WASHINGTON (Reuters) - About 3.1 million Americans ages 12 to 25 — about 5 percent of that age group — have at some time used an over-the-counter cough and cold medication to get high, a U.S. government survey to be released on Thursday said.
These young people are using cough syrups and cold pills in large doses to induce hallucinations, “out-of-body” experiences or other effects, officials said.
The 2006 survey was a snapshot of abuse of these medications among young people, the Substance Abuse and Mental Health Services Administration or SAMHSA said in a report. The results are based on interviews with almost 45,000 people ages 12 to 25, the researchers said.
“The survey tells me that parents need to be very concerned about the over-the-counter medicines that they have in their medicine cabinet,” Dr. H. Westley Clark, director of SAMHSA’s Center for Substance Abuse Treatment, said in a telephone interview.
“And young adults need to be concerned about the effects that over-the-counter cold medications and cough medications have on their functioning.”
Adolescents and young adults are thought to have the highest rates of abuse of such medications, the officials said. Nearly 1 million — or 1.7 percent of them — had done so in the past year, according to the survey.
The abuse was highest among whites — at levels three times that of blacks. Overall, the level of abuse of these drugs is comparable to levels of use of LSD, methamphetamine or the drug ecstasy in this age group, the agency said. Among those ages 12 to 17, abuse of these drugs was most common among girls, while it shifted to young men among those 18 to 25.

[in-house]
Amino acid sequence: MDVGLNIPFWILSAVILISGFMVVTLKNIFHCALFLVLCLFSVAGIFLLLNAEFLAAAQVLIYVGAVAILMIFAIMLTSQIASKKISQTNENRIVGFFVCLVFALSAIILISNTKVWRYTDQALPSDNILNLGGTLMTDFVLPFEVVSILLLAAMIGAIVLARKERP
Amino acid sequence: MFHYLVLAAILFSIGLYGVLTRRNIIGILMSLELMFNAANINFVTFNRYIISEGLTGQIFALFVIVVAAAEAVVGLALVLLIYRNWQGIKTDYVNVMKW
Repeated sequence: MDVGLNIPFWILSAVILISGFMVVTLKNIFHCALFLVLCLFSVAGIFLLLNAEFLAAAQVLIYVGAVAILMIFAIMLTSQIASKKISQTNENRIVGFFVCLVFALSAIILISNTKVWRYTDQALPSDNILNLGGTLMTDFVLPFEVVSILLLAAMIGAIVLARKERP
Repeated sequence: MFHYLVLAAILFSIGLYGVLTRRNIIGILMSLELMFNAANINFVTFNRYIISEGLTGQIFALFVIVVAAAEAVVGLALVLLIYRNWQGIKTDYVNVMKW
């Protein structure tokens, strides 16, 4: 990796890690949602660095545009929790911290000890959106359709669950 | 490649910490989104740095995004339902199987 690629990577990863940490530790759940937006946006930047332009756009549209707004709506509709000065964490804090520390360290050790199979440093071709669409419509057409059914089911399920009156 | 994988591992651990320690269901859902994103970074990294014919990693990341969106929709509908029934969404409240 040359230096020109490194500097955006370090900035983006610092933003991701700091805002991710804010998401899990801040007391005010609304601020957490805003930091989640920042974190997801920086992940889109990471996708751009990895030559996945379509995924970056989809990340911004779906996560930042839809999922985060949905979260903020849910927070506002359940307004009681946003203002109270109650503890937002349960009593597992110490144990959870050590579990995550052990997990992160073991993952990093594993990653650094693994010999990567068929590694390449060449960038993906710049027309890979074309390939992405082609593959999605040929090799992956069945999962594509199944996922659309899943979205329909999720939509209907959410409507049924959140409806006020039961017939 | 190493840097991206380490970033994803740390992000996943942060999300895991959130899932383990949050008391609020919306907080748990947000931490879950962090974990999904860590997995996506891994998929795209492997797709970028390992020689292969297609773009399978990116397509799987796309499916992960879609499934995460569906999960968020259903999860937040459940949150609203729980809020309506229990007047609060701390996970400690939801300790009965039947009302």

This type of abuse has been known for years, but this survey sets out the best numbers to date quantifying the problem, officials said. The results do not show whether this type of drug abuse is rising, falling or staying the same.
Among those surveyed who said they had misused one of these cough and cold medications in the past year, about 30 percent said they used a NyQuil brand product, 18 percent used a Coricidin product and 18 percent used a Robitussin product.
The cough suppressant dextromethorphan, or DXM, is used in more than 140 cough and cold products available without a prescription in the United States and is considered generally safe at recommended doses.
In large doses, it can cause hallucinations or “out-of-body” experiences like those caused by hallucinogens such as PCP and ketamine, also known as “Special K,” the agency said.
A DXM overdose can cause vomiting, uncontrolled violent muscle spasms, irregular heartbeat, delirium and death, the agency said.
Editing by Maggie Fox and Cynthia Osterman